Sunday, 14 September 2014

Review of Steve Keen's Talk at the Uni

I am now finally back in Glasgow, ready for yet another exciting semester at the University. Classes don’t start until Monday, but that doesn’t stop societies to hold events and guest lectures. One of these was the visit from Steve Keen, the Australian controversial economist routed in the post-keynesian tradition.

I wasn’t too familiar with his works beforehand and I really enjoyed learning a bit more of his approach to economics. Some of the data usage, especially his simulation program MINSKY was beyond me, though. Nevertheless I found some interesting points in his talk.

He’s a heterodox economist, very fond of attacking the neoclassical consensus, which is also his focus. For instance he made a splendid explanation for how certain models used in conventional micro economics (Perfect Competition; Indifference curves;  Demand Curve Aggregation) are not only unrealistic but also internally incoherent. This was refreshing, as was his pounding away at the “Money Neutrality” idea in macro. Neoclassical economics normally argue that money is neutral in transactions going on in the economy, i.e. money is the common denominator of heterogeneous goods and services simplifying exchange of these goods and services, but that it doesn’t impact the transaction itself. However, it also argues that money is just a number, and what matters is the ratio between the values of goods. The prime example is, if the money supply would double overnight and everyone suddenly would have twice the amount of money they had yesterday, neoclassicals say this won’t affect the economy because prices would also double, maintaining relative prices as they were before. This is one of the reason they see inflation as harmless. 

That is of course mistaken, as money supply increases doesn't happen that way; they flow through the economy from bank lending and (artificial) credit expansion, where some groups access those new money before other groups do – also, as Keen pointed out, we consume predominantly out of habit, habits used to certain numbers for certain goods. Even if I suddenly have access to twice as much money on paper, I might still hesitate before buying goods of twice its “normal” price, regardless of the rational approach such an action would entail. 

On the disappointing side was more profound issues in the approach to economics. There was a comment from the audience saying that economics is unscientific when it uses a priori axioms, suggesting its methodology should mirror the hard sciences. Surprisingly, Keen agreed, and added that he doesn’t view economics as a science – rather a discipline. Perhaps a mere tautology, but it is ironic to the point of laughter, when he ten minutes earlier praised the usage of mathematics in economics. 
That’s funny, Professor: see, mathematics is a science that solely uses a priori axioms, just like geometry or logic. Demote a science on the basis of incorrect methodology is an adequate critique, but then it should be held consistently, even to "your own" sciences.  

I don't think Keen is actually placing these disciplines in the same category of “unscientific academia” as economics, but that's what his comment yesterday implied. On the contrary, and this is a point over which Austrians and Neoclassicals fight, you have to use a priori axioms in economics, or else you’re fumbling in the dark. The Economy is us. We are always changing, reacting to new conditions and information. Thus, contrary events can occur simultaneously. If you disregards a priori axioms and only rely on data collection like in the hard sciences, you might have instances where these events cancel out, or even produce a reverse effect, leading the scientist to mindless conclusions. Since economics involve people's actions, which are prone to change at whims and desires, we cannot simply observe data and draw conclusions from those, such as a biologist would. Keen's claim is nonsense.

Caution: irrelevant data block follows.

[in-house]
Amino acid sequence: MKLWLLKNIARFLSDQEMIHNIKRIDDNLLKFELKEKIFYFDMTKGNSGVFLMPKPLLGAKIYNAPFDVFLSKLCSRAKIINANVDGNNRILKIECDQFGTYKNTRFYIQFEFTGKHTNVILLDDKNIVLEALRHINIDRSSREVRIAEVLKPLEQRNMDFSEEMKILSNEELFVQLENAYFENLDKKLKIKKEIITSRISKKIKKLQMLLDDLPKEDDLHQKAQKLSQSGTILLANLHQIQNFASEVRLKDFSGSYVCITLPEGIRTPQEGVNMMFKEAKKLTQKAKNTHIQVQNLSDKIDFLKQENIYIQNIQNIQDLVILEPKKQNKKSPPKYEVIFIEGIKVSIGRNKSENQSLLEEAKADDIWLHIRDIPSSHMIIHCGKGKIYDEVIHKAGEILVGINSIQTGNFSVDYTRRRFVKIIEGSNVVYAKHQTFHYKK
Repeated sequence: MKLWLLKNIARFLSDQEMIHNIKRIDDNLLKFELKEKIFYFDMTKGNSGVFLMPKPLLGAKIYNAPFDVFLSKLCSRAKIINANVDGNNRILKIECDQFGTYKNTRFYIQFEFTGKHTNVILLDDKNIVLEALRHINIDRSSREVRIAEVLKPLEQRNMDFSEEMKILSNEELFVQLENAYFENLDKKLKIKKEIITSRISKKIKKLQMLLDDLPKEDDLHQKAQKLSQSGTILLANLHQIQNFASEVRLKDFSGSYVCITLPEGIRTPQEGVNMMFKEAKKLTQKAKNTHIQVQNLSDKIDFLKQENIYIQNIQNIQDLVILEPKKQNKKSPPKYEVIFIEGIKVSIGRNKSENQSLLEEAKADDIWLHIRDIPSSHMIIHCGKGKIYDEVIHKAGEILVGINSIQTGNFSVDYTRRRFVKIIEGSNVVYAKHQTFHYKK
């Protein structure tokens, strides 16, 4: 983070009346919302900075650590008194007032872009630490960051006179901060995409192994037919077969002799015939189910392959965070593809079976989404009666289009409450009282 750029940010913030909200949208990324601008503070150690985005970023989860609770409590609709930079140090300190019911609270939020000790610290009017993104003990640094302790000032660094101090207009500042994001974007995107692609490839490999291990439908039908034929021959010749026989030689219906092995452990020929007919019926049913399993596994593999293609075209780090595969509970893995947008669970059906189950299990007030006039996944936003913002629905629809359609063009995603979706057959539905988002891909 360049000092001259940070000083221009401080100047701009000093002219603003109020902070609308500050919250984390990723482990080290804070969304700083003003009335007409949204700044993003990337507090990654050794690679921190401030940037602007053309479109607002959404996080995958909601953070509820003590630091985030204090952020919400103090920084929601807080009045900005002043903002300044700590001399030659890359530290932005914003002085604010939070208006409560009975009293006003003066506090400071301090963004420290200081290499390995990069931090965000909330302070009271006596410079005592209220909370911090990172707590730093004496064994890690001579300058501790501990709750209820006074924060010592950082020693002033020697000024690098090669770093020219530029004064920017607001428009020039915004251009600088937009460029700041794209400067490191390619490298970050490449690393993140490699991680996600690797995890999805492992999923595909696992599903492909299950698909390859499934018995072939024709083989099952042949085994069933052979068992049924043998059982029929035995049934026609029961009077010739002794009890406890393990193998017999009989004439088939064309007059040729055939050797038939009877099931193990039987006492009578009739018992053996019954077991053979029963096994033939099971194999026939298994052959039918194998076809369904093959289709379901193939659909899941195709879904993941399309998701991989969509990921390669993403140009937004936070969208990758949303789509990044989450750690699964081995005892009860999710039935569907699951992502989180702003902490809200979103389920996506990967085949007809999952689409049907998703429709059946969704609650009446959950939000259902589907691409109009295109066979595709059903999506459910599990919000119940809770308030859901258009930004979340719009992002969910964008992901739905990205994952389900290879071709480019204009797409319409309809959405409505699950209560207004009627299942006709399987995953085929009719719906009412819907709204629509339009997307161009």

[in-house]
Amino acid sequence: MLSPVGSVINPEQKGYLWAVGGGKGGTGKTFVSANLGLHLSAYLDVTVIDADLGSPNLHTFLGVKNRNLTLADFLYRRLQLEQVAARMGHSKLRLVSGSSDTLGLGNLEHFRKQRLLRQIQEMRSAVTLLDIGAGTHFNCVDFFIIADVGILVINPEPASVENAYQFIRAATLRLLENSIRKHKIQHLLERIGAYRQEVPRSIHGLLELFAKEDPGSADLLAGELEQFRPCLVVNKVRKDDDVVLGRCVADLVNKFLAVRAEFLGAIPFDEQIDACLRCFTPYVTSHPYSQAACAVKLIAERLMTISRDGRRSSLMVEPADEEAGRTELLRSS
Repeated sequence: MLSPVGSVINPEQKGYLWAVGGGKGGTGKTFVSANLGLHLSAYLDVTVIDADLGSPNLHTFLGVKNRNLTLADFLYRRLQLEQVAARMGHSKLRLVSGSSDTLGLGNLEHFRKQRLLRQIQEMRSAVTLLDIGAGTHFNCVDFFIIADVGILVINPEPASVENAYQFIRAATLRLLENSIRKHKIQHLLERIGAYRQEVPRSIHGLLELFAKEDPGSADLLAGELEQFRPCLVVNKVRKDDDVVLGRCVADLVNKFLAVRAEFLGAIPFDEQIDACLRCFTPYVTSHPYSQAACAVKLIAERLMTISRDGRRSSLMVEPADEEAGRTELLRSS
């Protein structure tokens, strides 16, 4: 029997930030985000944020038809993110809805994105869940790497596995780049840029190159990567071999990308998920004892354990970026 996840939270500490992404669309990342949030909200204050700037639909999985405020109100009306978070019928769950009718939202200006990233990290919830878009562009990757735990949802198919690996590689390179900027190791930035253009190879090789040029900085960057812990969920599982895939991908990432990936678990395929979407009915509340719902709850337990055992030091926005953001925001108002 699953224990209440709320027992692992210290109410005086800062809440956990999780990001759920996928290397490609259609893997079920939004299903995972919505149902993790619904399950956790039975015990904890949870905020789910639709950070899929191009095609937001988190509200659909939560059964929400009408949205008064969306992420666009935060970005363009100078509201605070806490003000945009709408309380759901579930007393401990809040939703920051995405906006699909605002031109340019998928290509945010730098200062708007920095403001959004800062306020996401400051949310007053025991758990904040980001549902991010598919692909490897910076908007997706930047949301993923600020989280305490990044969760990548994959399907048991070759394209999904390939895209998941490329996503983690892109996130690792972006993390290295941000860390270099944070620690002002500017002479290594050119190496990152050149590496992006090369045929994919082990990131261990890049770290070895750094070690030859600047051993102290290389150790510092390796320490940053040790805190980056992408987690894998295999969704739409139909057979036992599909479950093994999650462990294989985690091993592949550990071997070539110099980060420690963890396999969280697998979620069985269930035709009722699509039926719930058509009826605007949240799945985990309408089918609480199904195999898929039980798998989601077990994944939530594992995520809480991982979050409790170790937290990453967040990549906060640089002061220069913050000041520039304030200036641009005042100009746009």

That leads me to the second disappointment in Keen’s approach. He’s firmly dedicated on using data, putting into his MINSKY simulation, yielding predictions and explanation of how the economy would work given certain inputs. Again mistaken on his own grounds; people are not “chess men you move on a board”, (to quote the Keynes vs Hayek rap video), "their dreams and desires ignored". Believing that you can map every event in future economic conditions smells of the same convictions Hayek viciously attacked in his Nobel Lecture Pretense of Knowledge in 1974. I thought we were past that...

Murphy and Callahan, back in 2001 when Murphy was still at NYU, added several striking critiques to Keen’s work in their review, for instance about labour economics. Keen does an excellent job taking down the labour theory of value, then turns around and constructs a “real price theory of value”, falling in the same Marxian trap of ignoring the subjectivity of costs.

Overall I must admit I was glad to finally get a taste of his work. After running into his name now and then does yield some interest in a person. Though I'm far from convinced. He has several methodological as well as logical flaws to account for.

A great way to start the semester – I really hope for more occasions to discuss the essence of economics. 

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